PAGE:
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The Three Kings at Tizimín

January 6th is celebrated throughout Mexico as El Día de Los Reyes, the festival of the Three Kings or Three Wise Men, which marks Epiphany and the traditional climax to the Christmas season.

Images of the Three Kings ­ Melchor, Gaspar and Baltazar ­ were on display in churches throughout Yucatán on our recent visit. But Tizimín, in northern Yucatán, is especially famous for its festival of Los Santos Reyes.

We attended this colorful fiesta, which was enjoyable despite a tropical downpour in the midst of the festivities. People flocked to the numerous market stalls selling food, trinkets and religious mementoes, took rides on the rustic funfair and watched Aztec dancing in the plaza. The faithful formed long lines to enter the vast church, where they ritually brushed the religious images with fresh green branches sold outside.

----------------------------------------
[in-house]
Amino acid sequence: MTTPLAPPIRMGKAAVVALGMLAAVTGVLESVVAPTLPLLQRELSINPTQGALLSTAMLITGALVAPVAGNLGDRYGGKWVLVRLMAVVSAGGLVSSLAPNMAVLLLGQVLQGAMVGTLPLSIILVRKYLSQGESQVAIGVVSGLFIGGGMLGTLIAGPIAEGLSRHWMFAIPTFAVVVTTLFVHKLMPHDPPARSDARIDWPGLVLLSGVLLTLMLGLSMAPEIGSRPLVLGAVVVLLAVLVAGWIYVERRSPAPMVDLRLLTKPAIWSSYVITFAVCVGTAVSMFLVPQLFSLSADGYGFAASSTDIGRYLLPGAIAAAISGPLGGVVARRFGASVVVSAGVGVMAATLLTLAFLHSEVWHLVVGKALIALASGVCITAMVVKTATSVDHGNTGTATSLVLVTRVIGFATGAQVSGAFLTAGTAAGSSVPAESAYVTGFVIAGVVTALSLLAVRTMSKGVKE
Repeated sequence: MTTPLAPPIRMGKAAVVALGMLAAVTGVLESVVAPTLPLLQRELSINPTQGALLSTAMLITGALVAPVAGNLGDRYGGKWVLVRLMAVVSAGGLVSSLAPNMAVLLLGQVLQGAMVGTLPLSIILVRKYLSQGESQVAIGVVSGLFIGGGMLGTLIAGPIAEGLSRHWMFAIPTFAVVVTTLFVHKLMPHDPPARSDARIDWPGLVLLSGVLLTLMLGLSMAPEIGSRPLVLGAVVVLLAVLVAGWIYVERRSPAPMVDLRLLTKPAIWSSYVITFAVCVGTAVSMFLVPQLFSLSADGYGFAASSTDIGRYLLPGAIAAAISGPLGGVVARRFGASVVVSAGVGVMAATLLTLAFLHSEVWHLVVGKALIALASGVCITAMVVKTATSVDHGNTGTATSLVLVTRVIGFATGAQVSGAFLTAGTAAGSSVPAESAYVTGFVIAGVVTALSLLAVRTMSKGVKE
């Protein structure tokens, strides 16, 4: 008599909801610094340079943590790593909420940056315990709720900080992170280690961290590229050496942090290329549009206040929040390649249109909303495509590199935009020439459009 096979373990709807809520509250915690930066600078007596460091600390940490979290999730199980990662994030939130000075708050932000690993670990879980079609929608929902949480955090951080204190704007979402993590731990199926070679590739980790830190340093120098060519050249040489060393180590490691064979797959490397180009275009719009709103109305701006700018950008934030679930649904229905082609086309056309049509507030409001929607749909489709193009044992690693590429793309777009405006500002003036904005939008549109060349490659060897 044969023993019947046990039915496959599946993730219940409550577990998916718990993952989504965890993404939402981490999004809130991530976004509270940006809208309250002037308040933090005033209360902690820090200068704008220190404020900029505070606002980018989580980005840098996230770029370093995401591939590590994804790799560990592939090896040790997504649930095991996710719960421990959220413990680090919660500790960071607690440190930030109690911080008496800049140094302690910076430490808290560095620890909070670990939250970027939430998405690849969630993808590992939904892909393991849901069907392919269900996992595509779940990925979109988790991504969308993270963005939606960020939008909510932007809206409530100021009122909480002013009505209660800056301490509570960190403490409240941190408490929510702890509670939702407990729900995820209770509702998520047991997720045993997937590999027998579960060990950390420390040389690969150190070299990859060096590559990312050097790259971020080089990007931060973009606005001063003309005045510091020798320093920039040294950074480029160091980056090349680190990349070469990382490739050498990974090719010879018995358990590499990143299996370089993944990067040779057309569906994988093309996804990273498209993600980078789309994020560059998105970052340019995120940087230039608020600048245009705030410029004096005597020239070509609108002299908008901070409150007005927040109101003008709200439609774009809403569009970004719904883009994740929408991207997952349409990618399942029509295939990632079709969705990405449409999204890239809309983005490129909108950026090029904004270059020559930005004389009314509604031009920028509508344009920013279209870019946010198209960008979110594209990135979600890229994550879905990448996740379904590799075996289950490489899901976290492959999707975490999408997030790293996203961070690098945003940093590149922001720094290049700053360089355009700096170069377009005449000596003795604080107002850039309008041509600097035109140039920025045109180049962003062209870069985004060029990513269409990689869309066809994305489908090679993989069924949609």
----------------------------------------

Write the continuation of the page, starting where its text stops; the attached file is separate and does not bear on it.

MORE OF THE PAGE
Although there was a Franciscan mission at Tizimín as far back as the late 1500s, distinguished by its open chapel with a great thatched nave (demolished) and stone campanario (which still soars above the convento beside the church), the austere, towerless church of Los Santos Reyes,(illustrated above) in which the images of the Three Kings rest, was built in the mid-1700s by the secular clergy.


A Blast from the Past

In addition to the traditional statues of the Three Kings, we noticed other popular images emblazoned on the rustic funfair rides at Tizimín: facing cameos of Aztec Eagle and Jaguar warriors (r), and a medallion of the two-headed Hapsburg eagle (l) ­ a device popular throughout Mexico in early colonial times, and even today!








Text and illustrations ©1998 by Richard D. Perry

For more on the fascinating colonial buildings and folk traditions of Yucatán consult our guidebook, Maya Missions

see also Los Reyes de Cajititlan